Wednesday, September 14, 2011

How We Listen to Music

I will start off by stating that I believe music (itself) is good, and that listening to it is a great exercise of the mind and heart.  I also think it is good that we now have instant access to whatever type of music we want, whenever we want it (iTunes, pandora, youtube, etc.).  This latter point only becomes annoying when I am trying to run events or get somebody's attention, and he or she refuses to take the earbuds out. 

So, for as much good as our instant access to music has brought about, it is interesting to reflect upon the quasi-negative effect. 

Music, most of the time, and for many of us, is a largely individualized affair.  I have my playlists, and my iPod and none of this touches you.  Again, for the most part (though not all of the time), this seems to be the case.  My music is for my ears.  But, what did people do before the mp3, the CD, the cassette, the 8-track player, the record, the radio, the phonograph?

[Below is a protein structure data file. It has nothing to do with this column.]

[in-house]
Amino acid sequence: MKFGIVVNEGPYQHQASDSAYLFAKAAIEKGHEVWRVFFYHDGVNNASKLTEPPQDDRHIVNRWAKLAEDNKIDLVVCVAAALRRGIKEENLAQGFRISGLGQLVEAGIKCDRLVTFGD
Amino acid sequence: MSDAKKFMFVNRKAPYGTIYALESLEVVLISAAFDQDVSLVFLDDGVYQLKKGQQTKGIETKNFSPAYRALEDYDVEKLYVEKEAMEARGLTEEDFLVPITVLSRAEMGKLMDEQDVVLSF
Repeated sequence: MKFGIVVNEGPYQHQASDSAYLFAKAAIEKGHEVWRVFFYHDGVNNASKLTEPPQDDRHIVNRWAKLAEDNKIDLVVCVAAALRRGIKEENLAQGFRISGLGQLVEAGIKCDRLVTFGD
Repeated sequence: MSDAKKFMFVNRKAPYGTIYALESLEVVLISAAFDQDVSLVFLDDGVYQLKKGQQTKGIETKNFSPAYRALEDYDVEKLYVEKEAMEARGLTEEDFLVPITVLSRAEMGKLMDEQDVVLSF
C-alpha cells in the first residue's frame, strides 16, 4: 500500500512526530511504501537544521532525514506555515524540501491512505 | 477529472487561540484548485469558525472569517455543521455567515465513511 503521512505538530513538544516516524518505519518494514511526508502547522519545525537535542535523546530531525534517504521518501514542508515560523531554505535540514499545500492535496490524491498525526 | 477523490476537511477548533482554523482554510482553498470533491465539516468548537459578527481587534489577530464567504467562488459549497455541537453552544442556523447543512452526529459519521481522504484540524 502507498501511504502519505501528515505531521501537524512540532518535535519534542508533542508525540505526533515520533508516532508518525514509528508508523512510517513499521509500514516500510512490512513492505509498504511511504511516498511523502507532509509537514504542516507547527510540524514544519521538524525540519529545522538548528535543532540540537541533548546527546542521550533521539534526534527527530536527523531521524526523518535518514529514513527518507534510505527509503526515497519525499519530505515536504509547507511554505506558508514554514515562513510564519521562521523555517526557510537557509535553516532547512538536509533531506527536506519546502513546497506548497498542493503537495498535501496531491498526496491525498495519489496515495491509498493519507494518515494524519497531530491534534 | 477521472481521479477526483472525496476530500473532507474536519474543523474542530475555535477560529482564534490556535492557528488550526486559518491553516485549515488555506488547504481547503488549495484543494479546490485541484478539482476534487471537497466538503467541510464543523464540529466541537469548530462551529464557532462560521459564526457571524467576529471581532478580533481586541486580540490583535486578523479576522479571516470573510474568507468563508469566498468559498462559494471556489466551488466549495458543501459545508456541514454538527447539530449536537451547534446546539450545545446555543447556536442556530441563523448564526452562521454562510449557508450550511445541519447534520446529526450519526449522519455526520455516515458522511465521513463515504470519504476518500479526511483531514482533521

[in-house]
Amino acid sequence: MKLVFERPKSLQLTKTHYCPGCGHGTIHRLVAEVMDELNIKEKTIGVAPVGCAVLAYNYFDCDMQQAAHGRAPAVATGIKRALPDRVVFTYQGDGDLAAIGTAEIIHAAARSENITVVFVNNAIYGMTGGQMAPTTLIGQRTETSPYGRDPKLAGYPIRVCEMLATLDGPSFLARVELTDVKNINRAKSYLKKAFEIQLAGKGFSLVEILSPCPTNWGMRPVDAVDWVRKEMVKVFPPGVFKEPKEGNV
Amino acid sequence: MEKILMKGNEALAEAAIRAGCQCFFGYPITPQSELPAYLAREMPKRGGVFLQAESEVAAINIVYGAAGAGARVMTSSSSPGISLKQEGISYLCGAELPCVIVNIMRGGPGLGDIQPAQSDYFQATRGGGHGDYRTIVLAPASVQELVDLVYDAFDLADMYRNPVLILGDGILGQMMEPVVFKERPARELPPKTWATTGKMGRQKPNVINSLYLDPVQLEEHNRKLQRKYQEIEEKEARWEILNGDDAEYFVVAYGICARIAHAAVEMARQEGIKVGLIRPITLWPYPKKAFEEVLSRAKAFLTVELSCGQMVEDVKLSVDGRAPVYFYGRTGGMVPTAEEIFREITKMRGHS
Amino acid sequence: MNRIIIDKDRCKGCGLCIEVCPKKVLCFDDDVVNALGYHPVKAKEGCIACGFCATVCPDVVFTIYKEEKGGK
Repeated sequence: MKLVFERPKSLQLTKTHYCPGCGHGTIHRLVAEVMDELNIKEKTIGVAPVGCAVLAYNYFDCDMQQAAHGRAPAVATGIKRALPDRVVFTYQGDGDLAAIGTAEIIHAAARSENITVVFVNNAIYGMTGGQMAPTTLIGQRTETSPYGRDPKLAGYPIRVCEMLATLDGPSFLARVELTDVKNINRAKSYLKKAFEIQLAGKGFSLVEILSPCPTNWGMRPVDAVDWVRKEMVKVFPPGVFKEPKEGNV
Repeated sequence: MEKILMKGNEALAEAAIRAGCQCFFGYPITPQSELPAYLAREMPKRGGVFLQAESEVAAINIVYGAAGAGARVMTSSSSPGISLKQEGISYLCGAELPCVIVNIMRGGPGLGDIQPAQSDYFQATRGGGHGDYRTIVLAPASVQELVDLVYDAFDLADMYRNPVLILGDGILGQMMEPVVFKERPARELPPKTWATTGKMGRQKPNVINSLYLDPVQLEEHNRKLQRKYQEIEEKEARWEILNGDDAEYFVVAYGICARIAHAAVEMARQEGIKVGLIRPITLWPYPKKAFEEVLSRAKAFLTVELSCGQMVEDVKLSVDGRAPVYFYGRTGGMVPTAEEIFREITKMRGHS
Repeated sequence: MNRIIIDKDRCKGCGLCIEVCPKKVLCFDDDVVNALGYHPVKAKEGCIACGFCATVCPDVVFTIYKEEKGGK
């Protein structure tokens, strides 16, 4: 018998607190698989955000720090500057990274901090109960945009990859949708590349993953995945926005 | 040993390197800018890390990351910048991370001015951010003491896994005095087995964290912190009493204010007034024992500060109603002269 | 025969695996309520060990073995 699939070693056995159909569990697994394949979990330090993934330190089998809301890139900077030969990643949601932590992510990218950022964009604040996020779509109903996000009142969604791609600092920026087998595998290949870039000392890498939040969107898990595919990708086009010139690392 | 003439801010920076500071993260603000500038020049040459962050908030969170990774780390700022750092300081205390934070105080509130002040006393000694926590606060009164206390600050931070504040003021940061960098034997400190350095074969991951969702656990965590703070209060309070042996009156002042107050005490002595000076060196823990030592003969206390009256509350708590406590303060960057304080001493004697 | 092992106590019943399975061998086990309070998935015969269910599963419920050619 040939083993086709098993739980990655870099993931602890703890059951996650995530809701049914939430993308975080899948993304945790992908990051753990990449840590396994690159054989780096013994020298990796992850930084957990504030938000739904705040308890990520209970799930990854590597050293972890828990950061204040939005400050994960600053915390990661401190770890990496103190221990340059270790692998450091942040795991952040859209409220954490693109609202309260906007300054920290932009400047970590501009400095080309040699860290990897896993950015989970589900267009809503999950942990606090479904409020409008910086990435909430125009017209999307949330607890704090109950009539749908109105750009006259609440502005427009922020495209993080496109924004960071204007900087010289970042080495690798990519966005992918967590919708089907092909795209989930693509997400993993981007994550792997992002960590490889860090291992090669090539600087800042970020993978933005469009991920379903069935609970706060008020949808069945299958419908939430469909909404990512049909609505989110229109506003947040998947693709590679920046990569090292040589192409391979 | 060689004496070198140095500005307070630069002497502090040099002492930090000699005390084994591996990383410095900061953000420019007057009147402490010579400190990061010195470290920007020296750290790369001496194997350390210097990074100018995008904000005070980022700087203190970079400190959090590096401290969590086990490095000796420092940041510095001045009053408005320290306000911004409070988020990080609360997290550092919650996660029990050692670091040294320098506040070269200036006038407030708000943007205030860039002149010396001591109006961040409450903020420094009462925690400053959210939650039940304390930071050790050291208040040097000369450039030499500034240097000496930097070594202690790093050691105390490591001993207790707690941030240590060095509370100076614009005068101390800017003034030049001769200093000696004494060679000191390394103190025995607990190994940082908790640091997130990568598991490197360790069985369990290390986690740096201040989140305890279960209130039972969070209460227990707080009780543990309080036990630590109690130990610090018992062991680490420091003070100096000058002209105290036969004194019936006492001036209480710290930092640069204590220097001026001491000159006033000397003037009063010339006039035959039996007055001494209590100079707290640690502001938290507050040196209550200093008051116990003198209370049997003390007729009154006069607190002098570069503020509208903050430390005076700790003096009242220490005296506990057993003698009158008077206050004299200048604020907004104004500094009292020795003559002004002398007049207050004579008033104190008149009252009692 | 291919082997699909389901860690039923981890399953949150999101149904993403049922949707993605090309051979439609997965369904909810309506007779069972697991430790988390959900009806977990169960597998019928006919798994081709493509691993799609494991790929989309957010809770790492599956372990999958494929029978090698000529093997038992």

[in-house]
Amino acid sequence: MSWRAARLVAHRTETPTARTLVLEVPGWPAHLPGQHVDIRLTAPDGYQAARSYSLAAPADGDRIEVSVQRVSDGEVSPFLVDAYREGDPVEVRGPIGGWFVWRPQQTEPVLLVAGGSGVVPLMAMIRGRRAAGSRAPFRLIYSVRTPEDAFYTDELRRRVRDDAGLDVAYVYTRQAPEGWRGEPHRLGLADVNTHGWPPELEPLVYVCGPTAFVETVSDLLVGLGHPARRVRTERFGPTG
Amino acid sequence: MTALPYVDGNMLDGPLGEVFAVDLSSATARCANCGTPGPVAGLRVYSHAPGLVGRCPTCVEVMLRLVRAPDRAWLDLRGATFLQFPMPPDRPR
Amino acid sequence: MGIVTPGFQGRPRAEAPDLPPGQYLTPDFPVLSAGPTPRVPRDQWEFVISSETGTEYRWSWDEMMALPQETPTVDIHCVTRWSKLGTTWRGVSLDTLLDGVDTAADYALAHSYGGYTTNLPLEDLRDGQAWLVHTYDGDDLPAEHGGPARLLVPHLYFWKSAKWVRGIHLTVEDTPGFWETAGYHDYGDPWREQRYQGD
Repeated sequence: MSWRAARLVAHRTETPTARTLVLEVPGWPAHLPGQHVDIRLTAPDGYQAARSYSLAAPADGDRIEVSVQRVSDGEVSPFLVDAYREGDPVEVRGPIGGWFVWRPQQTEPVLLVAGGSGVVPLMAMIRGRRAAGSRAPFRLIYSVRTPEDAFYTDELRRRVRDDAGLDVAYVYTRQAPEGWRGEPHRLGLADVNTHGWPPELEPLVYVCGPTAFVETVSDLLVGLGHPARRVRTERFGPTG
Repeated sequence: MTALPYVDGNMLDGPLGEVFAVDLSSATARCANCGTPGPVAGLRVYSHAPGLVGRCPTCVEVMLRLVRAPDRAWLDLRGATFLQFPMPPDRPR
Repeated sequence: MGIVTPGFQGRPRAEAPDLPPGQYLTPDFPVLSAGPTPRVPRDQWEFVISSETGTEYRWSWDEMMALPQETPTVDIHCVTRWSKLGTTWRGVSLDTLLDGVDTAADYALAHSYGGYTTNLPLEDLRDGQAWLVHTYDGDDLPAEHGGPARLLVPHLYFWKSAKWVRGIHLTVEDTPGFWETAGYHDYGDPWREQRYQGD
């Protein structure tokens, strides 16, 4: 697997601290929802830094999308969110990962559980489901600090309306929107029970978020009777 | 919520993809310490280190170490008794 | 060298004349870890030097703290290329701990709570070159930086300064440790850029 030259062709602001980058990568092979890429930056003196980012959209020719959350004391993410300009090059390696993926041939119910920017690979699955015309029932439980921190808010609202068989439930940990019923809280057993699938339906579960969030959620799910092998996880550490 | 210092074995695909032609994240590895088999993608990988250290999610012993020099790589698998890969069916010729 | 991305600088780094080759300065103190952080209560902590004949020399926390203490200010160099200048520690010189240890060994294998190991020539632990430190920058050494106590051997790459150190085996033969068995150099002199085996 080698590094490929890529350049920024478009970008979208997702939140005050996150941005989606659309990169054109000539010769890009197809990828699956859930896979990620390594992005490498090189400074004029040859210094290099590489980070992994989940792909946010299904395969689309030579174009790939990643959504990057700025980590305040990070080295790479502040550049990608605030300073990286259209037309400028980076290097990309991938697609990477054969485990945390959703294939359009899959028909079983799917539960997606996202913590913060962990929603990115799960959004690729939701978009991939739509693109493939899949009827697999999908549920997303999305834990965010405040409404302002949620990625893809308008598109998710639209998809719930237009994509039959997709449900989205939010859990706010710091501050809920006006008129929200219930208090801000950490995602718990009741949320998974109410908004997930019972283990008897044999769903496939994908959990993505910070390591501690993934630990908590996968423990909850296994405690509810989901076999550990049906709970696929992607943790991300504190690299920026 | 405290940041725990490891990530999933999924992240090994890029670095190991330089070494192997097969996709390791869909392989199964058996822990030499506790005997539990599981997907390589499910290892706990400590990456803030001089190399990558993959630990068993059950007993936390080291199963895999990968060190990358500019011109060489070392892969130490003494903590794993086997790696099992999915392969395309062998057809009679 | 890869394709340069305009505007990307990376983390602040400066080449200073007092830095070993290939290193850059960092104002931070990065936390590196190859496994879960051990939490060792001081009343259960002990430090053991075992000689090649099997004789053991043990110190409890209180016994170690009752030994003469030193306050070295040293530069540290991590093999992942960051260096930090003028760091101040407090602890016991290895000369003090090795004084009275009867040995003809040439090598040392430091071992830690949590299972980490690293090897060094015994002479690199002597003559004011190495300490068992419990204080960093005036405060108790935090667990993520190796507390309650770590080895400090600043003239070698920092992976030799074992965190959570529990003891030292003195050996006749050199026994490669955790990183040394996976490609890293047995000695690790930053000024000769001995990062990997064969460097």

They listened to music live, as a group, at concerts.  Music was something shared by all.  It was meant to be communal - insightful and life-giving to the whole. 

I'm not so sure we fully understand this nowadays, though we get glimpses of it:  at concerts, at sporting events, religious events, and when you rock out to a song with your friends in the car. 

We are communal creatures.  Music is typically made in community and for community.  We ought to keep this in mind as we become more and more tempted to isolate ourselves in individualism and iPod-ism. 

I've always been struck by the sense of isolation portrayed by these silhouette dancers.

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